The COVID-19 pandemic has wrecked havoc on the worldwide economy for much of 2020, and the automotive manufacturing industry has been particularly hard hit. Now, Ford is seeking a little help from the German government to help cushion this blow. The automaker has applied for 500 million euros ($582 million U.S.) of COVID-19 loan guarantees from the German government after it has granted aid to a variety of other companies.
However, if Germany approves these COVID-19 loan guarantees for Ford, it would be the first automaker in that country to receive that sort of help. Ford is asking the government to grant the majority of the loan guarantees, while a smaller share is expected to come from the states, according to a report from German news site Handelsblatt.
The automotive sector in Germany was struggling even before coronavirus arrived, due to the shift toward electric vehicles and decreased demand overall. Ford said that it was part of its normal business operations to be in contact with financial institutions, without providing further details. The economy ministry declined to comment on the report.
Ford’s German subsidiary was founded back in 1925, and currently operates two auto plants in the country – the Ford Saarlouis Body and Assembly Plant near the French border and the Ford Cologne Assembly Operations and Engine Plant in the Western city of Cologne.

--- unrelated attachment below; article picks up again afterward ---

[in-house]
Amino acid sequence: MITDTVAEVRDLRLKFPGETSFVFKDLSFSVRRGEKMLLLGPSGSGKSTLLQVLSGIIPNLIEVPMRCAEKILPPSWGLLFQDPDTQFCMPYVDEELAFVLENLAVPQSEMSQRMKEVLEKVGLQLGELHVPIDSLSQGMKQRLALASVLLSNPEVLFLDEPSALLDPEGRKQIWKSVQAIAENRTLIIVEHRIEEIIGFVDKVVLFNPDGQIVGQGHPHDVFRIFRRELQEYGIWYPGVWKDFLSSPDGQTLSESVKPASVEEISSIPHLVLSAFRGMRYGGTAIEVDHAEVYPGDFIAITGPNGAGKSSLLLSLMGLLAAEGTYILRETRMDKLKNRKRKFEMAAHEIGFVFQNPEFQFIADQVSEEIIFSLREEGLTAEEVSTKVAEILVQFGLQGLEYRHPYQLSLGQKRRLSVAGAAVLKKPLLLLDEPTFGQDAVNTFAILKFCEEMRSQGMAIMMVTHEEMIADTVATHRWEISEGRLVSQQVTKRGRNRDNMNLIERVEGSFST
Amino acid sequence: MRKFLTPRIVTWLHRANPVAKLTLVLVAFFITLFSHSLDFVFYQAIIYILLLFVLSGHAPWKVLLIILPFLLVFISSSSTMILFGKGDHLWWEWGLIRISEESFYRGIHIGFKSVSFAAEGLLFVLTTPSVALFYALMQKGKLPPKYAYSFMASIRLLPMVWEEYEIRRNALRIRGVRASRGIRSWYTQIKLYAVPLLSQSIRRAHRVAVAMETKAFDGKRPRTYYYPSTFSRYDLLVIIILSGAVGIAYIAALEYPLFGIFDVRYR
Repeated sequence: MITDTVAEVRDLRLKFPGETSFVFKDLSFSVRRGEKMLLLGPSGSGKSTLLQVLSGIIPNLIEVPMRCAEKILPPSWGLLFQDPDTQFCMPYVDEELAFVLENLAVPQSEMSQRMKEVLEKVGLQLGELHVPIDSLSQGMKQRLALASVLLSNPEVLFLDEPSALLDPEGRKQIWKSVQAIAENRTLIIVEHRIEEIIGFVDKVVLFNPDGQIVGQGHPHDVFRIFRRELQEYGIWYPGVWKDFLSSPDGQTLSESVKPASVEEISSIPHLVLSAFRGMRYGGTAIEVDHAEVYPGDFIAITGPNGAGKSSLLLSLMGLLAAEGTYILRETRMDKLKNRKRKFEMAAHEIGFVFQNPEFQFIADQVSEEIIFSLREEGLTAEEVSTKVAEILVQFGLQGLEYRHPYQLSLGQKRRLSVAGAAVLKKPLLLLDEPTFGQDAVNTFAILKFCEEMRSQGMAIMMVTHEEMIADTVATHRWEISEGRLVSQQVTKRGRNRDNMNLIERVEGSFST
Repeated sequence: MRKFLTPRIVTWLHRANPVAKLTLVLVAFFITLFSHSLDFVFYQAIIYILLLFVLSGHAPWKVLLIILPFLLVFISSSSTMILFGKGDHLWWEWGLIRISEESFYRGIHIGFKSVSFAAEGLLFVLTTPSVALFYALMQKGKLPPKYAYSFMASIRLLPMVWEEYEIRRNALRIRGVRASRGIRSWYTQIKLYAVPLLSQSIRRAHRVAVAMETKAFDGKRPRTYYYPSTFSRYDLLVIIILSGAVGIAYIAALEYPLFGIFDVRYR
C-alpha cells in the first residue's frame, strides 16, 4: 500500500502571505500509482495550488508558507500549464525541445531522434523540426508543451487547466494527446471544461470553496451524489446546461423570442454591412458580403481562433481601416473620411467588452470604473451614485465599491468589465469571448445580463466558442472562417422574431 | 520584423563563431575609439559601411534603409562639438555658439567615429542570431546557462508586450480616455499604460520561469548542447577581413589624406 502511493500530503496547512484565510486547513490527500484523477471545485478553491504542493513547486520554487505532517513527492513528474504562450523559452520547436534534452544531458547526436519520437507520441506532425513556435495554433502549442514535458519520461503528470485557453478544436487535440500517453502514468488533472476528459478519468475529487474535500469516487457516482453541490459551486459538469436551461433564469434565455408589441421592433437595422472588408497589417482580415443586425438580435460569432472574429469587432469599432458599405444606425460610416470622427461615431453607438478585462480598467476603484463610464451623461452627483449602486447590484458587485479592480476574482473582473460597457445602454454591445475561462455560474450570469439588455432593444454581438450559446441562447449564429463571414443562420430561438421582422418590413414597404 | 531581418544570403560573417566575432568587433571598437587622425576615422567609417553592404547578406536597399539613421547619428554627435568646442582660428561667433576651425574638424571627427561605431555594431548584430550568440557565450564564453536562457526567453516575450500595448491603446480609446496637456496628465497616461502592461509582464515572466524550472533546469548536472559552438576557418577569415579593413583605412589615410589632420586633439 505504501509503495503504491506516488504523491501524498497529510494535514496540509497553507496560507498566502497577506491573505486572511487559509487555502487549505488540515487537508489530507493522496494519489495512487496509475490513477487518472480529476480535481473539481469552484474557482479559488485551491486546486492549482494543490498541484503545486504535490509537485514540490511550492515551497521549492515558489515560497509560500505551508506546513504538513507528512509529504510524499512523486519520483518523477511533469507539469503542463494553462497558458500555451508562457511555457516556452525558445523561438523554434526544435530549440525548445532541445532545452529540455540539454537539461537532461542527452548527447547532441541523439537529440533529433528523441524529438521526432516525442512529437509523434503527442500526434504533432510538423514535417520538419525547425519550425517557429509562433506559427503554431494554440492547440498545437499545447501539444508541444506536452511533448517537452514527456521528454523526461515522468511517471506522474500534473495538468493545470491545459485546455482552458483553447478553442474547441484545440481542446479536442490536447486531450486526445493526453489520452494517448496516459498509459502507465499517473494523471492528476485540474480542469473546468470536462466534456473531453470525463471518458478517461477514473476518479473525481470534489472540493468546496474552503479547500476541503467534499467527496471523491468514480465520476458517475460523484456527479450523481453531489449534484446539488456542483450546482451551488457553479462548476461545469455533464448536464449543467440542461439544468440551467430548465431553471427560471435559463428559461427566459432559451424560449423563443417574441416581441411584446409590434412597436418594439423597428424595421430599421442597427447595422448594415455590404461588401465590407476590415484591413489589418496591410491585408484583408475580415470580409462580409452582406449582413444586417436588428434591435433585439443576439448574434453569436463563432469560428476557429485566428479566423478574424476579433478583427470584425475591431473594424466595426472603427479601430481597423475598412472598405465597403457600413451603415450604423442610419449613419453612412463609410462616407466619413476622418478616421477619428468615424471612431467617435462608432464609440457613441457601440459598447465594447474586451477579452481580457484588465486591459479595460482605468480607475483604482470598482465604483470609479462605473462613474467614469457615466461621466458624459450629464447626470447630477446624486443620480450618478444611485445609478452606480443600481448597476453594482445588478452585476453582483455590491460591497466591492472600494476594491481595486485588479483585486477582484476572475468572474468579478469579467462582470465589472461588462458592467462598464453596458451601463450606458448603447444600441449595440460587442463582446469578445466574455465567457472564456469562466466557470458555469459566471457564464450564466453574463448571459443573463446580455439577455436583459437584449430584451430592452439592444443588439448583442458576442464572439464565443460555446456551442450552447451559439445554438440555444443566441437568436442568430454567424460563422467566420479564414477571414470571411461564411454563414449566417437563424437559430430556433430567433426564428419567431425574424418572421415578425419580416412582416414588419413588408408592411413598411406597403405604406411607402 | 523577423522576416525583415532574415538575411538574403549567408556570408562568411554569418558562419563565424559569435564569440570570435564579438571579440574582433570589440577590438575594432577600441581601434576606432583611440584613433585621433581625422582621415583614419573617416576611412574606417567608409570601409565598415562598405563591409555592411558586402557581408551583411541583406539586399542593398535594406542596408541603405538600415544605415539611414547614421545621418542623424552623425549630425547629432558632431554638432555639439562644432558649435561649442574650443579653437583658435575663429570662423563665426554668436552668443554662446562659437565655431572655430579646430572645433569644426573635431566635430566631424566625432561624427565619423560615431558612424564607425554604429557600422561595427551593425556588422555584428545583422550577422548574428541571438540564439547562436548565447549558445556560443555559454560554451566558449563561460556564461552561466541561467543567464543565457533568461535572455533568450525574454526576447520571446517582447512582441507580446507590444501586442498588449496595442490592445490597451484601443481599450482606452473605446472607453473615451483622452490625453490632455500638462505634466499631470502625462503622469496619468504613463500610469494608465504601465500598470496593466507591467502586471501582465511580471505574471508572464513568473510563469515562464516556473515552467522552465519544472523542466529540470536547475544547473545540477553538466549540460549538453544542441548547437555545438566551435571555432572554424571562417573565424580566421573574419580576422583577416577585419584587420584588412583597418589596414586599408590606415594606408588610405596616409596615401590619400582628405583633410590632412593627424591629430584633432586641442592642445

The Saarlouis Body and Assembly plant became a Ford manufacturing facility in 1970 where it oversaw the assembly of the Ford Escort. The plant currently manufacturers the European-market Ford Focus.
The Ford Motor Company Cologne body and assembly plant is located in the Niehl district of Cologne, Germany and began vehicle production in 1976. It currently oversees the production of European-market Ford vehicles like the Ford Fiesta.
The Cologne body and assembly plant is part of a five-plant facility including the Cologne engine, Cologne Forge & Die Cast, Cologne Tool & Die and Cologne Transmission plants. Together, these manufacturing sectors make up Ford Europe’s second oldest manufacturing location after the Dagenham plants in England.